Prof. Szolovits has served on journal editorial boards and as program chairman and on the program committees of national conferences. He has been a founder of and consultant for several companies that apply AI to problems of commercial interest. He received his bachelor's degree in physics and his PhD in information science, both from Caltech. Prof. Szolovits was elected to the Institute of Medicine of the National Academies and is a Fellow of the American Association for Artificial Intelligence, the American College of Medical Informatics and the American Institute for Medical and Biological Engineering. He also serves as a member of the National Research Council's Computer Science and Telecommunications Board.

William W. Stead Award for Thought Leadership in Informatics

William W. Stead, MD

ACMI bio

Dr. Stead is Associate Vice Chancellor for Health Affairs, Chief Strategy Officer and Director of the Informatics Center at Vanderbilt University Medical Center. The Informatics Center is a unique blend of the Department of Biomedical Informatics of the School of Medicine (research and education), the Eskind Biomedical Library (knowledge management), the Center for Better Health (accelerating change) and the units that manage the medical center's information technology infrastructure.

Dr. Stead received his B.A., M.D., and training in Internal Medicine and Nephrology from Duke. At Vanderbilt, his team translates novel informatics techniques into information technology capable of handling the complexity and pace of change in biomedical science and health care. The resulting enterprise-wide electronic health record, clinical communication/decision support tools and population-scale research resources, support his current focus on system-based care and research leading toward personalized medicine.

Dr. Stead is McKesson Foundation Professor of Biomedical Informatics and Professor of Medicine. He is a Founding Fellow of both the American College of Medical Informatics and the American Institute for Engineering in Biology and Medicine, and an elected member of both the Institute of Medicine of the National Academies and the American Clinical and Climatological Association. He was the first recipient of the Lindberg Award for Innovation in Informatics and the 2007 recipient of the Collen Award for Excellence in Medical Informatics.

He was the founding Editor-in-Chief of the Journal of the American Medical Informatics Association, and served as President of the American College of Medical Informatics, Chairman of the Board of Regents of the National Library of Medicine, Presidential appointee to the Commission on Systemic Interoperability, and as Chair of the National Research Council Committee on Engaging the Computer Science Research Community in Health Care Informatics. He is a member of the Council of the Institute of Medicine, the Division Committee on Engineering and Physical Sciences of the National Research Council and the National Committee for Vital Health Statistics. In addition to his academic and advisory responsibilities, Dr. Stead is a Director of HealthStream.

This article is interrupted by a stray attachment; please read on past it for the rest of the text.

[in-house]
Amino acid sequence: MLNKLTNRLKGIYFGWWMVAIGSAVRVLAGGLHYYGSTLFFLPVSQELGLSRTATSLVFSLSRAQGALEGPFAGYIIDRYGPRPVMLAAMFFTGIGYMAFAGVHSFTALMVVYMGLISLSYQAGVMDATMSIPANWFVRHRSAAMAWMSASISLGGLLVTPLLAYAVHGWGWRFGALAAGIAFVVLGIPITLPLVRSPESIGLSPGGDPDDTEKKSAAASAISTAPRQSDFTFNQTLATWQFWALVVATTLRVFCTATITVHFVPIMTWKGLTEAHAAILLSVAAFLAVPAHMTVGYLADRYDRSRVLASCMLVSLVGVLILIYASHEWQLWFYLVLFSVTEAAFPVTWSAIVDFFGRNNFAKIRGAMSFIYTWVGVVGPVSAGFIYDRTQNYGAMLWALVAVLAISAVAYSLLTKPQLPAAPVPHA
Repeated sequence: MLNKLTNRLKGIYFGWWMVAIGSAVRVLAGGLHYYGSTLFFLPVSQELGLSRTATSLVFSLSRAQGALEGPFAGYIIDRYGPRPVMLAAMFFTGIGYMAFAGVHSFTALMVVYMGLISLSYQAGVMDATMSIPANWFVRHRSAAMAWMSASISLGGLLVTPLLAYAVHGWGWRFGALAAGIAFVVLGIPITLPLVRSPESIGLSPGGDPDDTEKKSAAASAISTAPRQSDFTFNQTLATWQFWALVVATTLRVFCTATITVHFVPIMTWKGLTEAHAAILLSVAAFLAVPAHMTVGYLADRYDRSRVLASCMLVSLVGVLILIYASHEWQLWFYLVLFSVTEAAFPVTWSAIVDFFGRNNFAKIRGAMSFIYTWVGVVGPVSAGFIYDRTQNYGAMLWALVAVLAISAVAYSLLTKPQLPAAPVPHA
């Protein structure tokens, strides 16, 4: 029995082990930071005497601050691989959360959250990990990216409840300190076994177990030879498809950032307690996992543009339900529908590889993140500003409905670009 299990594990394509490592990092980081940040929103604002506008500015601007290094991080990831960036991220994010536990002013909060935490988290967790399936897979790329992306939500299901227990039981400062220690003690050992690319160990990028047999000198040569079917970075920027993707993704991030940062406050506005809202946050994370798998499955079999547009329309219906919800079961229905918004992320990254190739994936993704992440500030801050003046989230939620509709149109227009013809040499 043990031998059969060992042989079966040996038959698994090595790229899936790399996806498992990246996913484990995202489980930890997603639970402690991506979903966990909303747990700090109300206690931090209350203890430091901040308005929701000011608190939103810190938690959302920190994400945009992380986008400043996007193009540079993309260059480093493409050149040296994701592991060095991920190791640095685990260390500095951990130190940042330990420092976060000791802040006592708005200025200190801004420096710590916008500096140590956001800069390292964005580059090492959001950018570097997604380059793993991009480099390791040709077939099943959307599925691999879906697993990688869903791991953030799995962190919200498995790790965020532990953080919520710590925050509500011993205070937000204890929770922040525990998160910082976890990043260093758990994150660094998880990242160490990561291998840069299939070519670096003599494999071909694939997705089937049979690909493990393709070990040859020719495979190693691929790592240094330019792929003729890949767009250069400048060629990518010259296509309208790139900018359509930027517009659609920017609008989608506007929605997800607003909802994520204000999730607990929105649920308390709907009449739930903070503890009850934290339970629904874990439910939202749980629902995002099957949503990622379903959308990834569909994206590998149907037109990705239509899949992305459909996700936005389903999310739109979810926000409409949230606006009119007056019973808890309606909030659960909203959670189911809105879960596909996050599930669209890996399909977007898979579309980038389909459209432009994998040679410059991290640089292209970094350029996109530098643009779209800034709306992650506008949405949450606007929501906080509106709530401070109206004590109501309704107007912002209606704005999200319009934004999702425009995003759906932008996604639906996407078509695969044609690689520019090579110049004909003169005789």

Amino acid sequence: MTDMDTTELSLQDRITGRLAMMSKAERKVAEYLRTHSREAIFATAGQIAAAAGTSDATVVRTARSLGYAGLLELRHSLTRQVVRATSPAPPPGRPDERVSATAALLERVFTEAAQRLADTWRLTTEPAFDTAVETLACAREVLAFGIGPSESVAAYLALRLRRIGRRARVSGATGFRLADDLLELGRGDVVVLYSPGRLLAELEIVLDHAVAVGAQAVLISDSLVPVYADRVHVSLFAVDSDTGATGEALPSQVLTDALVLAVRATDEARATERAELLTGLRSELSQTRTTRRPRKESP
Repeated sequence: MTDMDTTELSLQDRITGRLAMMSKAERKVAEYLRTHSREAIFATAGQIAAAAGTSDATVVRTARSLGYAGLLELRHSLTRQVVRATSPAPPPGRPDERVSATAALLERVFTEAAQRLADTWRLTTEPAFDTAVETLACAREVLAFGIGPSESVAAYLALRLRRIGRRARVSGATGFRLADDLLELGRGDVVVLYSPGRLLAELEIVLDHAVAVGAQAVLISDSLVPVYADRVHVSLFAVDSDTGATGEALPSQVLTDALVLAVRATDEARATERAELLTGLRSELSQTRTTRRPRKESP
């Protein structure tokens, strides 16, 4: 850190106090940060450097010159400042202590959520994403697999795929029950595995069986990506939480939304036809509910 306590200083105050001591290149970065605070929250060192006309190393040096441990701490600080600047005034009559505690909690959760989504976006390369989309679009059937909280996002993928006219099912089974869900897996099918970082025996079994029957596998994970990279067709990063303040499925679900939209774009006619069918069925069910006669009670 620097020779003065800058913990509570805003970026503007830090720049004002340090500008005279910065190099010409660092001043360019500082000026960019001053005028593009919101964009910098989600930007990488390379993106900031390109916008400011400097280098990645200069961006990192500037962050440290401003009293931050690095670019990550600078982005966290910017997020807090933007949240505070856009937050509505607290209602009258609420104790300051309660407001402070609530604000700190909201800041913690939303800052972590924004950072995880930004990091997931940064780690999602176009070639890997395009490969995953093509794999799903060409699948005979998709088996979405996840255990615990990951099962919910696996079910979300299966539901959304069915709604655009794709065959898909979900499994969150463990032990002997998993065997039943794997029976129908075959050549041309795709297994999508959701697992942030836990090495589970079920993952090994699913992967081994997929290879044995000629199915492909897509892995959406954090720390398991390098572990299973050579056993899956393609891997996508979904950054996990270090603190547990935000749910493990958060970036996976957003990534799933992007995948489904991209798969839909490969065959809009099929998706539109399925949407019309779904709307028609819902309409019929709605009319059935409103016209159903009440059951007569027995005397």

Bio courtesy of Vanderbilt University. More information about Dr. Stead can be found here.

AMIA Leadership Awards

  • Cynthia S. Gadd - leadership of the advanced interprofessional certification initiative and the Academic Forum
  • Margo Edmunds - leadership of the Public Policy Committee
  • Benson S. Munger - advancing development efforts for the clinical informatics subspecialty
  • Judy Murphy - advancing the nationwide adoption of health information technology by providers and consumers through her work at ONC
  • Vimla L. Patel - leadership of the Student Paper Advisory Committee
  • CIBRC Faculty and Editors: Bimal R. Desai, John T. Finnell, William R. Hersh, Joseph L. Kannry, Robert C. Marshall, Lisa M. Masson, Diane Montella, Benson S. Munger, Thomas H. Payne, Douglas E. Rosendale, Feliciano Yu - Advancing the Clinical Informatics Board Review Program

Distinguished Poster Awards

Distinguished posters are selected from a slate of candidate posters recommended by the AMIA Annual Symposium Poster Committee and the AMIA Awards Committee during the poster sessions at the AMIA Annual Symposium.

Using Patient Laboratory Measurement Values and Dynamics to Deconvolve EHR Bias and Define Acuity-based Phenotypes
D. Albers, R. Pivovarov, G. Hripcsak, N. Elhadad, Columbia University

After-visit Clinical Summaries: What is Meaningful to Patients?
A. Chung, University of North Carolina at Chapel Hill; C. Shea, University of North Carolina Gilling’s School of Public Health